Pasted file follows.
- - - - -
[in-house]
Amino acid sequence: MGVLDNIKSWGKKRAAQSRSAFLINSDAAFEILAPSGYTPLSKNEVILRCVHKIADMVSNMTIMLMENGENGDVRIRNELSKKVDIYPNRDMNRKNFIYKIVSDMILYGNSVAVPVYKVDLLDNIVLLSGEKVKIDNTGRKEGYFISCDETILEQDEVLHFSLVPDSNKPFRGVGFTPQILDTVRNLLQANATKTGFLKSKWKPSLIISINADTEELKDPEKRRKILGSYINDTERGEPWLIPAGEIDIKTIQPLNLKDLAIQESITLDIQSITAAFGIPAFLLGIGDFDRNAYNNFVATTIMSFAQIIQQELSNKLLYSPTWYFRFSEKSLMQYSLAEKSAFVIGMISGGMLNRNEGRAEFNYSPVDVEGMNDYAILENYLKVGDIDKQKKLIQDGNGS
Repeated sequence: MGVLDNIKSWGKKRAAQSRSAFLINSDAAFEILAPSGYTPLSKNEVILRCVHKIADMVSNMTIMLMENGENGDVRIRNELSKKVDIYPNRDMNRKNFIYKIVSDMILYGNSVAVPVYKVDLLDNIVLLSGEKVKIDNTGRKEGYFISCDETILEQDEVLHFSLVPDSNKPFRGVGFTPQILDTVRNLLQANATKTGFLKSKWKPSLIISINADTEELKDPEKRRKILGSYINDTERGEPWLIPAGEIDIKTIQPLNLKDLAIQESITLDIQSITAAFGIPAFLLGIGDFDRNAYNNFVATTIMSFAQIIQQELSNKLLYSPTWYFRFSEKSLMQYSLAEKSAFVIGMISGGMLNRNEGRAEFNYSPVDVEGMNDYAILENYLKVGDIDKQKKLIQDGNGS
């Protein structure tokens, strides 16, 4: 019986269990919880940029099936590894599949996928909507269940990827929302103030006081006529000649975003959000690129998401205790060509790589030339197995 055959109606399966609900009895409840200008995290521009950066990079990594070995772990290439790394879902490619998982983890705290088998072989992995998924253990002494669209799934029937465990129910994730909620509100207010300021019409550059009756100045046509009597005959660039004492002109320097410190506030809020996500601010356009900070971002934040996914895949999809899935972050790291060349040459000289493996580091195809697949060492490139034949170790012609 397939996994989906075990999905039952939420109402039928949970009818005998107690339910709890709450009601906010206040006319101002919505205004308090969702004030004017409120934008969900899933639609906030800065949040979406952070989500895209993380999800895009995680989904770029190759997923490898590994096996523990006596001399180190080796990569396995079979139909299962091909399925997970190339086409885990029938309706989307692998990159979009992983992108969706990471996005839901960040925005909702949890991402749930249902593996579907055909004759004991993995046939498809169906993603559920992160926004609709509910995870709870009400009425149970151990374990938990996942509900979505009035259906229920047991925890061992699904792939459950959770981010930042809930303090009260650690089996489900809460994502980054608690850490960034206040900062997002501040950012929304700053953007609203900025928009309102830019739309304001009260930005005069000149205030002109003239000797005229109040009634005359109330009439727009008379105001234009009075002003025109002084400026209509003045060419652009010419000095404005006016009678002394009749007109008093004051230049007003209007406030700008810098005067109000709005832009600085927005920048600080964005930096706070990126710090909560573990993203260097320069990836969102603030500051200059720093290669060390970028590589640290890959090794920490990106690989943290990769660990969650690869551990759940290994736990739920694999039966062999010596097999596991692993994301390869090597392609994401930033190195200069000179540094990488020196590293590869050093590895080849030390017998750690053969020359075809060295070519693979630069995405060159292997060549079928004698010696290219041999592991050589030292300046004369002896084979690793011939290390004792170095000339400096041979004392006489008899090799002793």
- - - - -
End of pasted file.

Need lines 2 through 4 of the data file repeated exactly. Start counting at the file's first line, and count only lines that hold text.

Amino acid sequence: MGVLDNIKSWGKKRAAQSRSAFLINSDAAFEILAPSGYTPLSKNEVILRCVHKIADMVSNMTIMLMENGENGDVRIRNELSKKVDIYPNRDMNRKNFIYKIVSDMILYGNSVAVPVYKVDLLDNIVLLSGEKVKIDNTGRKEGYFISCDETILEQDEVLHFSLVPDSNKPFRGVGFTPQILDTVRNLLQANATKTGFLKSKWKPSLIISINADTEELKDPEKRRKILGSYINDTERGEPWLIPAGEIDIKTIQPLNLKDLAIQESITLDIQSITAAFGIPAFLLGIGDFDRNAYNNFVATTIMSFAQIIQQELSNKLLYSPTWYFRFSEKSLMQYSLAEKSAFVIGMISGGMLNRNEGRAEFNYSPVDVEGMNDYAILENYLKVGDIDKQKKLIQDGNGS
Repeated sequence: MGVLDNIKSWGKKRAAQSRSAFLINSDAAFEILAPSGYTPLSKNEVILRCVHKIADMVSNMTIMLMENGENGDVRIRNELSKKVDIYPNRDMNRKNFIYKIVSDMILYGNSVAVPVYKVDLLDNIVLLSGEKVKIDNTGRKEGYFISCDETILEQDEVLHFSLVPDSNKPFRGVGFTPQILDTVRNLLQANATKTGFLKSKWKPSLIISINADTEELKDPEKRRKILGSYINDTERGEPWLIPAGEIDIKTIQPLNLKDLAIQESITLDIQSITAAFGIPAFLLGIGDFDRNAYNNFVATTIMSFAQIIQQELSNKLLYSPTWYFRFSEKSLMQYSLAEKSAFVIGMISGGMLNRNEGRAEFNYSPVDVEGMNDYAILENYLKVGDIDKQKKLIQDGNGS
């Protein structure tokens, strides 16, 4: 019986269990919880940029099936590894599949996928909507269940990827929302103030006081006529000649975003959000690129998401205790060509790589030339197995 055959109606399966609900009895409840200008995290521009950066990079990594070995772990290439790394879902490619998982983890705290088998072989992995998924253990002494669209799934029937465990129910994730909620509100207010300021019409550059009756100045046509009597005959660039004492002109320097410190506030809020996500601010356009900070971002934040996914895949999809899935972050790291060349040459000289493996580091195809697949060492490139034949170790012609 397939996994989906075990999905039952939420109402039928949970009818005998107690339910709890709450009601906010206040006319101002919505205004308090969702004030004017409120934008969900899933639609906030800065949040979406952070989500895209993380999800895009995680989904770029190759997923490898590994096996523990006596001399180190080796990569396995079979139909299962091909399925997970190339086409885990029938309706989307692998990159979009992983992108969706990471996005839901960040925005909702949890991402749930249902593996579907055909004759004991993995046939498809169906993603559920992160926004609709509910995870709870009400009425149970151990374990938990996942509900979505009035259906229920047991925890061992699904792939459950959770981010930042809930303090009260650690089996489900809460994502980054608690850490960034206040900062997002501040950012929304700053953007609203900025928009309102830019739309304001009260930005005069000149205030002109003239000797005229109040009634005359109330009439727009008379105001234009009075002003025109002084400026209509003045060419652009010419000095404005006016009678002394009749007109008093004051230049007003209007406030700008810098005067109000709005832009600085927005920048600080964005930096706070990126710090909560573990993203260097320069990836969102603030500051200059720093290669060390970028590589640290890959090794920490990106690989943290990769660990969650690869551990759940290994736990739920694999039966062999010596097999596991692993994301390869090597392609994401930033190195200069000179540094990488020196590293590869050093590895080849030390017998750690053969020359075809060295070519693979630069995405060159292997060549079928004698010696290219041999592991050589030292300046004369002896084979690793011939290390004792170095000339400096041979004392006489008899090799002793």